Just about everyone can relate to acne struggles, whether personally or through a family member or friend. While acne is so common it can be very frustrating and difficult to treat. But don’t worry that’s what we are here for! In order to get the best results a multifaceted approach is often required. This is based on how acne is formed.
Acne is a skin condition of the hair follicle and oil glands, combined known as the pilosebaceous unit. Key factors in the formation of acne include plugging of the hair follicle, bacteria colonizing the hair follicle, release of inflammatory mediators and excess sebum (or oil) production. For decades our treatment has targeted these various components with combinations of creams and oral medications.
Now we have a new way to treat acne, and with long lasting results! Just this year a new laser device, AviClear, was approved for the treatment of acne. This laser specifically targets the sebaceous glands and essentially hits the reset button to their pre-puberty state. With just three treatments patients are seeing results comparable to oral isotretinoin, which is typically our most effective acne medication. AviClear is well tolerated and is great for both teens and adults of all skin types. There is no downtime and usually no need to continue other acne medications once results have been achieved. We are all very excited to have another tool to help our patients look and feel their best!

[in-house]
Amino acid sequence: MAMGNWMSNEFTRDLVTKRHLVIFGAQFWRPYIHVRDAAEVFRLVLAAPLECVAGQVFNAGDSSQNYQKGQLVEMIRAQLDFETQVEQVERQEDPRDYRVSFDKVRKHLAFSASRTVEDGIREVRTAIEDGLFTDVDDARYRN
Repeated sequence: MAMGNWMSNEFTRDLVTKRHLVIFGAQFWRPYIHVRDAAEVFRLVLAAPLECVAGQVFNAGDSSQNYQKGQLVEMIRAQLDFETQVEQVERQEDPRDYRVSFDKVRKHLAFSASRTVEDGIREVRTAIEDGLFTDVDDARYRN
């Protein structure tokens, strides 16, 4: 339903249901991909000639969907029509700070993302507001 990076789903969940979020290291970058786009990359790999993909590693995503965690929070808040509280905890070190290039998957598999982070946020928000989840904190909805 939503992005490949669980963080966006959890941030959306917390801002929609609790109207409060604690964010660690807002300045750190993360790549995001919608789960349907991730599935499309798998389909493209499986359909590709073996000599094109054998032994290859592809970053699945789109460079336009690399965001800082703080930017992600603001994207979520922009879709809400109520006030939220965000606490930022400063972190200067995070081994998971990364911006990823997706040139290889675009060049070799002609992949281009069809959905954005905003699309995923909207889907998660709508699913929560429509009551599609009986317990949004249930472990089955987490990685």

If you are struggling with acne here are a few tips to try before coming to see a dermatologist:
- Wash your face morning and night with a mild face wash such as Elta MD Foaming face wash.
- Try a benzoyl peroxide wash several nights weekly (watch out, this ingredient can bleach towels and linens so rinse well).
- Use retinol at night (start 2-3 nights a week to avoid irritation). I like Alastin Renewal Retinol .25.
- Don’t be afraid to moisturize! This will help your skin not overcompensate with extra oil.
- Use makeup and creams labeled non-comedogenic which will not worsen your acne or clog pores.
- Be patient and consistent. Acne usually takes about 2-3 months to improve after starting a new routine.
- Caitlyn Foote, MD, FAAD